The Ikigai Journey

A Practical Guide to Finding Happiness and Purpose the Japanese Way

Hector Garcia

Hector Garcia has been a resident of Japan for fifteen years and works in the IT industry. His popular blog led to his international bestseller A Geek in Japan. He also co-authored the bestselling Ikigai: the Japanese Secret to a Long and Happy Life alongside Francesc Miralles.

Francesc Miralles is a translator, editor, art therapist, musician, lecturer, and award-winning author of bestselling books in the area of mind-body-spirit. Along with Hector Garcia, he is the author of the bestselling Ikigai: the Japanese Secret to a Long and Happy Life.

We got hundreds of messages and letters from readers enthusing about how Ikigai had inspired them, but they also asked us: how do I find my ikigai?

We authors have asked ourselves the same questions. For that reason, we resolved that our next project would be entirely practical and would help both ourselves and our readers to find and empower all aspects of ikigai…

In order to whittle the tool into shape, we set off on a new journey across Japan, the country that inspired our first collaboration, in search of essential lessons to make your ikigai the center of your universe and a driving force for change that will enable you to achieve your life mission.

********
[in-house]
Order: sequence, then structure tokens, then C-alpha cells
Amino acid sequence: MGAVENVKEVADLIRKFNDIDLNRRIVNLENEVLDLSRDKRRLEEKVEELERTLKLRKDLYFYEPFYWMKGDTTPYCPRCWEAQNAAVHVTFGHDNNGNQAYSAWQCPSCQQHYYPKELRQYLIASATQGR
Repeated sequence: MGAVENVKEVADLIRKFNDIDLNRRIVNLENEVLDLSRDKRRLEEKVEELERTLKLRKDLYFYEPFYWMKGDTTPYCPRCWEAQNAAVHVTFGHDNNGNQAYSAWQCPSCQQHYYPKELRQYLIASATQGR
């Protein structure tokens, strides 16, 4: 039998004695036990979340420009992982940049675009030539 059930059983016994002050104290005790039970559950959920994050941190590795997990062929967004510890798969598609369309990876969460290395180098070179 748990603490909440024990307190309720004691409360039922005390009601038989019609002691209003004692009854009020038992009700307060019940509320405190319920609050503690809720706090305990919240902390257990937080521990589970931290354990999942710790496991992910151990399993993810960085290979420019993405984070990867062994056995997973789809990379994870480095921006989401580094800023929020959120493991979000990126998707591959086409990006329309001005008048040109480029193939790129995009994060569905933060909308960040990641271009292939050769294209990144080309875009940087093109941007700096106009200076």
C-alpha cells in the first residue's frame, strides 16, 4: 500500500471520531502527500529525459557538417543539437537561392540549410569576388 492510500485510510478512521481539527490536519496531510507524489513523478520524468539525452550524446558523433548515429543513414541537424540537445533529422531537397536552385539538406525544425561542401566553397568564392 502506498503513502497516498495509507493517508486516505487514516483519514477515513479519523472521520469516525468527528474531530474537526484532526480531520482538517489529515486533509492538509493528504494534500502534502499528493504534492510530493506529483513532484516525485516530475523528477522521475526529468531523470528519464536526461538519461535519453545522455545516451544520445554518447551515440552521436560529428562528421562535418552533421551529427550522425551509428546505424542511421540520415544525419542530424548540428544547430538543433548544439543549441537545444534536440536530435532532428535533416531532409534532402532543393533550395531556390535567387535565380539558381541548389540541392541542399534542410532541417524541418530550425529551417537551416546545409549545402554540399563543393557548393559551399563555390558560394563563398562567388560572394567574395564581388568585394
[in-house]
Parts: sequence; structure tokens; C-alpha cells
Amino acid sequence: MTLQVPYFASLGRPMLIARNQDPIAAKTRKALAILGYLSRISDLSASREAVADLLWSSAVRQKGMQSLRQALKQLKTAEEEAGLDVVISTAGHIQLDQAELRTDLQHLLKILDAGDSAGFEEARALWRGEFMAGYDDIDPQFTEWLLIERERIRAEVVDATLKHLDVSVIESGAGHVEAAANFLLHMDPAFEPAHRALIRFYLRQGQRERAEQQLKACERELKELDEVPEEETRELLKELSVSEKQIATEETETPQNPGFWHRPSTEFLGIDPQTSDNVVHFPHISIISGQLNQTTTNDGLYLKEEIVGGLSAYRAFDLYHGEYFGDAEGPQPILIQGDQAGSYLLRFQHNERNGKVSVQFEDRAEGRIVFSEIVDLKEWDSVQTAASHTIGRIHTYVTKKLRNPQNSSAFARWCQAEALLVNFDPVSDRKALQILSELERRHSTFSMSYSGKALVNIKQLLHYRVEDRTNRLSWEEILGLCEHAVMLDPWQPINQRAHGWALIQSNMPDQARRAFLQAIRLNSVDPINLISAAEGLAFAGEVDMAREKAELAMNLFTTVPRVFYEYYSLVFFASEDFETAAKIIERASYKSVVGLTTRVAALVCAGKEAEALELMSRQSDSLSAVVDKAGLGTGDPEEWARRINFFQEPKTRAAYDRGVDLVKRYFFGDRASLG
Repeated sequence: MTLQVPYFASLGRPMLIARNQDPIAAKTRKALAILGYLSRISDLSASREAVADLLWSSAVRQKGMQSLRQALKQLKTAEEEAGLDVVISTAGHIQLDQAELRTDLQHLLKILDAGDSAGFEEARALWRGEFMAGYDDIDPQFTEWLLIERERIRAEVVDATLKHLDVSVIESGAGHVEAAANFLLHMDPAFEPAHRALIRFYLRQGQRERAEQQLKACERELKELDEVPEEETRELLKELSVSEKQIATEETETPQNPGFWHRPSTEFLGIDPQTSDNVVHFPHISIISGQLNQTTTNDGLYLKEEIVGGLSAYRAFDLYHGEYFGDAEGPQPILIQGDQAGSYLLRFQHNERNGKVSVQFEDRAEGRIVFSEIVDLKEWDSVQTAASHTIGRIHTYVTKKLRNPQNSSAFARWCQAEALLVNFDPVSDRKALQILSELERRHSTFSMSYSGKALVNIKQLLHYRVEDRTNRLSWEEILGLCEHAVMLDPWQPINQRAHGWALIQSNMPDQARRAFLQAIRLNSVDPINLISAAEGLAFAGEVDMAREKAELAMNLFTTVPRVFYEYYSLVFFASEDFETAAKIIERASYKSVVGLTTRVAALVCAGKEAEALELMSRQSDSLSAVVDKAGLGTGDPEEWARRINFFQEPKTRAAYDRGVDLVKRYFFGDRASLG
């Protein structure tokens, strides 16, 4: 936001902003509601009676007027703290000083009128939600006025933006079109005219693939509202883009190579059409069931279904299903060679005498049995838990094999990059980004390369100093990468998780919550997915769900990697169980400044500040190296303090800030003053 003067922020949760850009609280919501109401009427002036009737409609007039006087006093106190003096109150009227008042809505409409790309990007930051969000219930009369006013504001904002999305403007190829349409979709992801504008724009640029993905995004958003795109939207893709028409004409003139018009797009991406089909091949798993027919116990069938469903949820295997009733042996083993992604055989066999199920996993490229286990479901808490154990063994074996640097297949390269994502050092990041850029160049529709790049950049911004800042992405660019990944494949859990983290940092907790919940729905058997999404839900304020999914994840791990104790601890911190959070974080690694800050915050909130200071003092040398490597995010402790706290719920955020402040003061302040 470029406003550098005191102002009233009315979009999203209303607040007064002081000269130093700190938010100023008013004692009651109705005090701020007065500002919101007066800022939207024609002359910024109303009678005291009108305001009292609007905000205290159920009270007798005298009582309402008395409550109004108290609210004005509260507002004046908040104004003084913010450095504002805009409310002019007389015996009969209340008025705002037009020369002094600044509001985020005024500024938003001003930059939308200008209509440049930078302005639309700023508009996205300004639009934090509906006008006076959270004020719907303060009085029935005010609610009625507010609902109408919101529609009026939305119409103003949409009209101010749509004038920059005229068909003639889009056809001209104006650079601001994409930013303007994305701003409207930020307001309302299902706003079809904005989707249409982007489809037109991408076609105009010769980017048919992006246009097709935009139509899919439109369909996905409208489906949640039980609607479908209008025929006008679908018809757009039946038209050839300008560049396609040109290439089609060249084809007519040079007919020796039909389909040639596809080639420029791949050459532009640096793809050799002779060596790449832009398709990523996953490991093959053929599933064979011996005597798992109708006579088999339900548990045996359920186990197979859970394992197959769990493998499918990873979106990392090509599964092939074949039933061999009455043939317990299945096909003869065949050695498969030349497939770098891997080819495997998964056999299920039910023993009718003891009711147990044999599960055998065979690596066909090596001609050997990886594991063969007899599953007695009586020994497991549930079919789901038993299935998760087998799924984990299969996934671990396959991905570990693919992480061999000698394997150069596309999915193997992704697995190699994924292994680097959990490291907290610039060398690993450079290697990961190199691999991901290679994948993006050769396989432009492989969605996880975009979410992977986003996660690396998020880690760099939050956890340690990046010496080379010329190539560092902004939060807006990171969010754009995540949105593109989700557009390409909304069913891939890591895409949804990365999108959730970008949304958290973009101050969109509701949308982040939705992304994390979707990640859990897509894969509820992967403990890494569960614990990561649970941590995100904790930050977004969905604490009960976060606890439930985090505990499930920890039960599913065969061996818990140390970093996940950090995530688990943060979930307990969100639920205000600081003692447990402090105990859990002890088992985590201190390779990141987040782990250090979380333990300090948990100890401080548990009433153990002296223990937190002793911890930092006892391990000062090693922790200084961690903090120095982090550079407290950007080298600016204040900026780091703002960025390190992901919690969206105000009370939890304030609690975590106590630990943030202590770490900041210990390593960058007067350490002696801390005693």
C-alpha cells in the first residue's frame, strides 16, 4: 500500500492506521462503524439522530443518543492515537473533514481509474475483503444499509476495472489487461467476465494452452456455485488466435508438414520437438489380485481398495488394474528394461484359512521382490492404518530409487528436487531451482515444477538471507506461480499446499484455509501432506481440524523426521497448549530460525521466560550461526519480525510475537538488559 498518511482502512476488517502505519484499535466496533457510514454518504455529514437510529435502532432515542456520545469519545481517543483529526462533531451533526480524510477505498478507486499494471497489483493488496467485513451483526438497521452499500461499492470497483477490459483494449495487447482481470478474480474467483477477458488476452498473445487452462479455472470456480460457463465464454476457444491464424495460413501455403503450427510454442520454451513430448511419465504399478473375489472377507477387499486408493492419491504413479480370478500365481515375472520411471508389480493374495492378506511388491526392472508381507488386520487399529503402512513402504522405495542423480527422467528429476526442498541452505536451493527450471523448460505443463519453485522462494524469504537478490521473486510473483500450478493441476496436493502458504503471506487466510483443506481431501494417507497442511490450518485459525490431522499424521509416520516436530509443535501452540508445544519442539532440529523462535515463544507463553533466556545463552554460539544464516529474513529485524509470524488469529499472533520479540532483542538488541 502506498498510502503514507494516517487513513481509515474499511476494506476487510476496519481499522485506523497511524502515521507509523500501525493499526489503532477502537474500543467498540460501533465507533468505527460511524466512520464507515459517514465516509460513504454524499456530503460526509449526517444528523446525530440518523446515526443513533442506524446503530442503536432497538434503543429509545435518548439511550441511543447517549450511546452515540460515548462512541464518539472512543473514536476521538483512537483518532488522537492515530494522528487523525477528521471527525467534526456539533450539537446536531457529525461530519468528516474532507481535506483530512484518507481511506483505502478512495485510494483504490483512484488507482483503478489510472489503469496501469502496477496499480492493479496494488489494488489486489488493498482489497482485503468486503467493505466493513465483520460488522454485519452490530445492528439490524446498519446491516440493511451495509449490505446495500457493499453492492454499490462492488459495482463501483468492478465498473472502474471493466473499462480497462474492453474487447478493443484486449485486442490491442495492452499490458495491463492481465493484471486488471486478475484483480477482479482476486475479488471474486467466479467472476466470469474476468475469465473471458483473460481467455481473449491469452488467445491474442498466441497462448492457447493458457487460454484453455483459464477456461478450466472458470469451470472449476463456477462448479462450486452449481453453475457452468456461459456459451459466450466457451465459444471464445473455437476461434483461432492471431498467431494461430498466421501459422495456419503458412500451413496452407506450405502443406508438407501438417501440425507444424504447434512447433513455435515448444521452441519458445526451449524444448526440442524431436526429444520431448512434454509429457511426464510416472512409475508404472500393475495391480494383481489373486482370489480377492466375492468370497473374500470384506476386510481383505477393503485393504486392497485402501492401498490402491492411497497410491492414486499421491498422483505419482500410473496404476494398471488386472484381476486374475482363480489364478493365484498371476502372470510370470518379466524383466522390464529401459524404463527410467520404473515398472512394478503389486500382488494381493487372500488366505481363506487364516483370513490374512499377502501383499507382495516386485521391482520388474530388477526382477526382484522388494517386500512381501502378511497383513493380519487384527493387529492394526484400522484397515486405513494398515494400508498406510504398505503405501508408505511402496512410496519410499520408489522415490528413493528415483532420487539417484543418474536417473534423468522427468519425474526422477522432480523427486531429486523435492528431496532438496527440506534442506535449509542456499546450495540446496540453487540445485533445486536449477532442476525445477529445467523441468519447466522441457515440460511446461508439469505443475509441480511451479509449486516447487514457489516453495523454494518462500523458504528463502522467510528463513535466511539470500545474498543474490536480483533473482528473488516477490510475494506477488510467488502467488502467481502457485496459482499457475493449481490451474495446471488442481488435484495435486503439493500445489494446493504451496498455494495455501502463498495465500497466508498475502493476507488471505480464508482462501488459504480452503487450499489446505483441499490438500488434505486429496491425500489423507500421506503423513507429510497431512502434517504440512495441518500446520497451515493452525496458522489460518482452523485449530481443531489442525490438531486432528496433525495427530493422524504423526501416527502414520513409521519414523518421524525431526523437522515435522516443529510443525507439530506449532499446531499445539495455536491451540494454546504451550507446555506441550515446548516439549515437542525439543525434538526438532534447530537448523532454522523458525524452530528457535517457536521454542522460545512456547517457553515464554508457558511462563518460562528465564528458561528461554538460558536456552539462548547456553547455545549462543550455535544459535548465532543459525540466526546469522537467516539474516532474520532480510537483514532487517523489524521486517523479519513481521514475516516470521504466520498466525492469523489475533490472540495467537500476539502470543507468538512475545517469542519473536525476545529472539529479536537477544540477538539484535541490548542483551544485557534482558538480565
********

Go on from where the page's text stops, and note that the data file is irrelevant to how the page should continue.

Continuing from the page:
From the authors of the bestselling book, Ikigai: The Japanese Secret to a Long and Happy Life, comes another book about ikigai. This one focuses on helping people find their purpose in life, where they provide activities/exercises on how to gain ikigai. In this review, let’s see how they take us on a journey from the past to the present, and on to the future in discovering ikigai.

The ikigai adventure

Our ikigai is very similar to change; it is a constant that is always with us and mutates depending on which life phase we are in. Our ‘reason for being’ is not the same at the age of fifteen as it is at seventy.

With the Ikigai Path, we seek a balance between our past, present, and future in order to achieve complete personal fulfillment, developing our whole talent in order to accomplish our goals.

The book is divided into three main sections: 

  • Journey through the future: Tokyo; 

  • Journey through the past: Kyoto; 

  • and Journey through the present: Ise

This reminds me of Dr. Shintaro Kono’s “Theorizing the Temporal Aspect of Ikigai or Life Worth Living among Japanese University Students: a Mixed-Methods Approach” where he interviewed students and found that when students formed explicit associations between the past, present, and future, they gained a strong feeling of ikigai. Having directionality helps people to achieve a meaningful life. It is true that our ikigai changes over time, it depends on the life stage that we are in, and the things that we value in life. 

The Journey through our future

The shinkansen effect and other techniques for creating great personal projects and developing the inner discipline to see them through.

If you have an objective you think you are going to reach in ten years, the best strategy to make it happen is to think about how you can manage to reach the same objective in one year.

The shinkansen effect driven by perseverance and ganbarimasu may be summarized by this formula: Patience without action leads to a passive life. Patience with perseverance leads to us fulfilling our goals.

The first part of the book, which is a journey to the future, I think focuses more on the shinkansen effect. They provide activities and steps on how to achieve the shinkansen effect. Some of them are: